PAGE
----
corporal

1 [kawr-per-uhl, -pruhl]
adjective
1.
of the human body; bodily; physical: corporal suffering.
2.
Zoology. of the body proper, as distinguished from the head and limbs.
3.
personal: corporal possession.
4.
Obsolete, corporeal; belonging to the material world.

Origin:
1350–1400; Middle English corporall (< Anglo-French) < Latin corporālis bodily, equivalent to corpor- (stem of corpus corpus) + -ālis -al1

corporality, noun
corporally, adverb


1. material. See physical.
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corporal

2 [kawr-per-uhl, -pruhl]
noun
1.
Military.
a.
a noncommissioned officer ranking above a private first class in the U.S. Army or lance corporal in the Marines and below a sergeant.
b.
a similar rank in the armed services of other countries.
2.
(initial capital letter) a U.S. surface-to-surface, single-stage ballistic missile.

Origin:
1570–80; < Middle French, variant of caporal (influenced by corporal corporal1) < Italian caporale, apparently contraction of phrase capo corporale corporal head, i.e., head of a body (of soldiers). See caput

corporalcy, corporalship, noun

corporal

3 [kawr-per-uhl, -pruhl]
noun Ecclesiastical.
a fine cloth, usually of linen, on which the consecrated elements are placed or with which they are covered.
Also called communion cloth.


Origin:
1350–1400; Middle English corporalle < Medieval Latin corporale (pallium) eucharistic (altar cloth); replacing earlier corporas < Old French < Latin, as above

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Based on the Random House Dictionary, © Random House, Inc. 2014.
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World English Dictionary
corporal1 (ˈkɔːpərəl, -prəl)
 
adj
1.  of or relating to the body; bodily
2.  an obsolete word for corporeal
 
[C14: from Latin corporālis of the body, from corpus body]
 
corpo'rality1
 
n
 
'corporally1
 
adv

corporal2 (ˈkɔːpərəl, -prəl)
 
n
1.  a noncommissioned officer junior to a sergeant in the army, air force, or marines
2.  (in the Royal Navy) a petty officer who assists the master-at-arms
 
[C16: from Old French, via Italian, from Latin caput head; perhaps also influenced in Old French by corps body (of men)]
 
'corporalship2
 
n

corporal or corporale3 (ˈkɔːpərəl, -prəl, ˌkɔːpəˈreɪlɪ)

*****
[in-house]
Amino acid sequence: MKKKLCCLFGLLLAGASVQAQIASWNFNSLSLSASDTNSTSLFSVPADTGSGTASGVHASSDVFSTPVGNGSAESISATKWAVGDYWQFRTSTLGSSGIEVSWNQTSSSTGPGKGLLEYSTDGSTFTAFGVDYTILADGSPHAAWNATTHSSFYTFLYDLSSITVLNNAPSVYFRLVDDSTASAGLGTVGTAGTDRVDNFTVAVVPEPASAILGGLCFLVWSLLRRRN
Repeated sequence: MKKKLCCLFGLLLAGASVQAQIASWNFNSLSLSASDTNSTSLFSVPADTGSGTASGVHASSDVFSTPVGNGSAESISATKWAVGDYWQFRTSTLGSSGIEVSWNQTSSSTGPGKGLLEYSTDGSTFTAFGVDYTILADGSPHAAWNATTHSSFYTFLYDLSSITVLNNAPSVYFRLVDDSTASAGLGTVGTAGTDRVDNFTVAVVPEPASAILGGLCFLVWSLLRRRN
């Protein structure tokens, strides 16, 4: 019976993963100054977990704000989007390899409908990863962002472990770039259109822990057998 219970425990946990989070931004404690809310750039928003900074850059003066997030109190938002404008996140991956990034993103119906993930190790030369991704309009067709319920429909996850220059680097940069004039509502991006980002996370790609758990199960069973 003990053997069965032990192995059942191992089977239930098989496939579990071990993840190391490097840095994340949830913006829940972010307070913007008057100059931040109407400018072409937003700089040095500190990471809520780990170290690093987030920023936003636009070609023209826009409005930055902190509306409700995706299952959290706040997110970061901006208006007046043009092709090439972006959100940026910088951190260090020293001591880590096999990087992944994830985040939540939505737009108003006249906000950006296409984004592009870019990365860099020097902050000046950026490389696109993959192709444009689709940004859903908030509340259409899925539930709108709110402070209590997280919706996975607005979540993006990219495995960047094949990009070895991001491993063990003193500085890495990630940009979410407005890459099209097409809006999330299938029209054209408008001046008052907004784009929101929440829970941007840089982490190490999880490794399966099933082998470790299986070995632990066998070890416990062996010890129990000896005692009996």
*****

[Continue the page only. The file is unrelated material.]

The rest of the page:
n
a white linen cloth on which the bread and wine are placed during the Eucharist
 
[C14: from Medieval Latin corporāle pallium eucharistic altar cloth, from Latin corporālis belonging to the body, from corpus body (of Christ)]
 
corporale or corporale3
 
n
 
[C14: from Medieval Latin corporāle pallium eucharistic altar cloth, from Latin corporālis belonging to the body, from corpus body (of Christ)]

Collins English Dictionary - Complete & Unabridged 10th Edition
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Etymonline
Word Origin & History

corporal
1570s, from M.Fr. corporal, from It. caporale "a corporal," from capo "chief, head," from L. caput "head" (see head). So called because he was in charge of a body of troops. Perhaps infl. by It. corpo, from L. corps "body." Or corps may be the source and caput the influence,
as the OED suggests. Corporal punishment "punishment of the body" (as opposed to fine or loss of rank or privilege) is from 1580s.

corporal
"of or belonging to the body," late 14c., from O.Fr. corporal, from L. corporalis, from corpus (gen. corporis) "body" (see corps). Corporal punishment (1580s) is that inflicted on the body as opposed to fines or loss of rank.
Online Etymology Dictionary, © 2010 Douglas Harper
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Example sentences
Tenure meetings and dissertation defenses would be prime occasions for the
  administering of corporal punishment.
Americans began experimenting with incarceration as a humane alternative to
  corporal punishment in the late seventeenth century.
If there is consensus in the community that the act merits more serious
  sanctions, corporal punishment is initiated.
She always wept at the sight of any grievous corporal distress, and much more
  for any spiritual misery of her neighbour.
Images for corporal
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